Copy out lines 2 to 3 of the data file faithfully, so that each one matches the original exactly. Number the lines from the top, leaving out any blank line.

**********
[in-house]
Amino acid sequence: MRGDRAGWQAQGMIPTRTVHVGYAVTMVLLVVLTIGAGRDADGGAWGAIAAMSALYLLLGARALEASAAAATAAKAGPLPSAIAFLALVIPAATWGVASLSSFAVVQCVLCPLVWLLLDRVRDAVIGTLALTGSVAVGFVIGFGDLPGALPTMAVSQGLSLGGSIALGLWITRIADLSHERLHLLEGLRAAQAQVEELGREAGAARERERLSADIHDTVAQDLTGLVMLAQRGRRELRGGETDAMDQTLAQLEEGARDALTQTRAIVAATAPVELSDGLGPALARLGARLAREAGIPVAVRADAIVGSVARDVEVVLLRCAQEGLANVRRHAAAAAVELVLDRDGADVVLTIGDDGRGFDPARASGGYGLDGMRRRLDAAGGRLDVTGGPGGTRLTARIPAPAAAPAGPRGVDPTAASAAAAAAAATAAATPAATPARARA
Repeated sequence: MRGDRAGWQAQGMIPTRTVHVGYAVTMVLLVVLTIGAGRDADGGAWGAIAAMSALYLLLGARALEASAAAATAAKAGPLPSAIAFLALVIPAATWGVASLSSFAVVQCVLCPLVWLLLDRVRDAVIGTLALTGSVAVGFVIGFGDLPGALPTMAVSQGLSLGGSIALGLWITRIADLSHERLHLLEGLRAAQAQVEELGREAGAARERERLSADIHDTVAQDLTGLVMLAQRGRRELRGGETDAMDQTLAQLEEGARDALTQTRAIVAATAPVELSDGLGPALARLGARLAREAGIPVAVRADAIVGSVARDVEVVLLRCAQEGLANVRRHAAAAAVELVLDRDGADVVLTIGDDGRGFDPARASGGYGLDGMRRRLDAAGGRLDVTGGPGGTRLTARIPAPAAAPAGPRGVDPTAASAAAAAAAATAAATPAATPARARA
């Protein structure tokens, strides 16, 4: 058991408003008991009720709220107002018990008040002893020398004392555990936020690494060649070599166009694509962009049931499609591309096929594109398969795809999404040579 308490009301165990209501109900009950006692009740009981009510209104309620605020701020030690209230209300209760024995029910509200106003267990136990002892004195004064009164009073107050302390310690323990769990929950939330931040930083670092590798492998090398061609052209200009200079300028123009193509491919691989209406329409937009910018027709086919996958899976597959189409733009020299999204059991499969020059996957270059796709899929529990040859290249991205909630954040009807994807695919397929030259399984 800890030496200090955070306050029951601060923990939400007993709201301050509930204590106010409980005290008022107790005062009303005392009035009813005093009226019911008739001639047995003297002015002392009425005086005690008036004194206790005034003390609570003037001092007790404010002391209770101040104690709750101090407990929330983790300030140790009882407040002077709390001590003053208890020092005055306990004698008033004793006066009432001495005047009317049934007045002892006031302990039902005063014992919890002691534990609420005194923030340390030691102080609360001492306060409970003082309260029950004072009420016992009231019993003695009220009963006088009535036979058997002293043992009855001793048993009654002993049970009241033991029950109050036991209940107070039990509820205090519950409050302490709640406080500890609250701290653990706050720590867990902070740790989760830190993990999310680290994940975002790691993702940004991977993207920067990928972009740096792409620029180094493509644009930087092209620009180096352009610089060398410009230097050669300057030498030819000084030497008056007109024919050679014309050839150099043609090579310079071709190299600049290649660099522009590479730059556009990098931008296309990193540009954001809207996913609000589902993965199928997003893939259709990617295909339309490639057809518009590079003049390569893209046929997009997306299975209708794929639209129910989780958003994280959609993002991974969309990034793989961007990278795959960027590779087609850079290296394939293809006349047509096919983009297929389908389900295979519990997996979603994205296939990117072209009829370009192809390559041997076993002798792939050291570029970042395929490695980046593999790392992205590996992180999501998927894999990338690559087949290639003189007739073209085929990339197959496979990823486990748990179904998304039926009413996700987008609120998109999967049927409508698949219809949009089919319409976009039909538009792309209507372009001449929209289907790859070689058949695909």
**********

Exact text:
Amino acid sequence: MRGDRAGWQAQGMIPTRTVHVGYAVTMVLLVVLTIGAGRDADGGAWGAIAAMSALYLLLGARALEASAAAATAAKAGPLPSAIAFLALVIPAATWGVASLSSFAVVQCVLCPLVWLLLDRVRDAVIGTLALTGSVAVGFVIGFGDLPGALPTMAVSQGLSLGGSIALGLWITRIADLSHERLHLLEGLRAAQAQVEELGREAGAARERERLSADIHDTVAQDLTGLVMLAQRGRRELRGGETDAMDQTLAQLEEGARDALTQTRAIVAATAPVELSDGLGPALARLGARLAREAGIPVAVRADAIVGSVARDVEVVLLRCAQEGLANVRRHAAAAAVELVLDRDGADVVLTIGDDGRGFDPARASGGYGLDGMRRRLDAAGGRLDVTGGPGGTRLTARIPAPAAAPAGPRGVDPTAASAAAAAAAATAAATPAATPARARA
Repeated sequence: MRGDRAGWQAQGMIPTRTVHVGYAVTMVLLVVLTIGAGRDADGGAWGAIAAMSALYLLLGARALEASAAAATAAKAGPLPSAIAFLALVIPAATWGVASLSSFAVVQCVLCPLVWLLLDRVRDAVIGTLALTGSVAVGFVIGFGDLPGALPTMAVSQGLSLGGSIALGLWITRIADLSHERLHLLEGLRAAQAQVEELGREAGAARERERLSADIHDTVAQDLTGLVMLAQRGRRELRGGETDAMDQTLAQLEEGARDALTQTRAIVAATAPVELSDGLGPALARLGARLAREAGIPVAVRADAIVGSVARDVEVVLLRCAQEGLANVRRHAAAAAVELVLDRDGADVVLTIGDDGRGFDPARASGGYGLDGMRRRLDAAGGRLDVTGGPGGTRLTARIPAPAAAPAGPRGVDPTAASAAAAAAAATAAATPAATPARARA